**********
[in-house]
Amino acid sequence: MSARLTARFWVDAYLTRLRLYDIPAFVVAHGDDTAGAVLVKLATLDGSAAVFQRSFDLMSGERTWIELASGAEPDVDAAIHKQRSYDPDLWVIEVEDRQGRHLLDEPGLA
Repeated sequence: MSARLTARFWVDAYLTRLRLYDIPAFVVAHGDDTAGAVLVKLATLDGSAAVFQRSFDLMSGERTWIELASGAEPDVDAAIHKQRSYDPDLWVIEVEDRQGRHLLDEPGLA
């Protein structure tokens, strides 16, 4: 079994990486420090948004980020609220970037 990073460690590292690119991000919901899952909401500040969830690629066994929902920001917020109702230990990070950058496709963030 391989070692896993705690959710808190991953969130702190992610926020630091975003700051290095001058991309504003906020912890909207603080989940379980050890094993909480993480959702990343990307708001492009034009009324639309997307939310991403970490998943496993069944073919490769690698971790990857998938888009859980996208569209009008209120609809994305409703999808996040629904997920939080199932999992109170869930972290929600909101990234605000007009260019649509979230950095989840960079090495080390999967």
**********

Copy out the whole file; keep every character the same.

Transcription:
[in-house]
Amino acid sequence: MSARLTARFWVDAYLTRLRLYDIPAFVVAHGDDTAGAVLVKLATLDGSAAVFQRSFDLMSGERTWIELASGAEPDVDAAIHKQRSYDPDLWVIEVEDRQGRHLLDEPGLA
Repeated sequence: MSARLTARFWVDAYLTRLRLYDIPAFVVAHGDDTAGAVLVKLATLDGSAAVFQRSFDLMSGERTWIELASGAEPDVDAAIHKQRSYDPDLWVIEVEDRQGRHLLDEPGLA
């Protein structure tokens, strides 16, 4: 079994990486420090948004980020609220970037 990073460690590292690119991000919901899952909401500040969830690629066994929902920001917020109702230990990070950058496709963030 391989070692896993705690959710808190991953969130702190992610926020630091975003700051290095001058991309504003906020912890909207603080989940379980050890094993909480993480959702990343990307708001492009034009009324639309997307939310991403970490998943496993069944073919490769690698971790990857998938888009859980996208569209009008209120609809994305409703999808996040629904997920939080199932999992109170869930972290929600909101990234605000007009260019649509979230950095989840960079090495080390999967």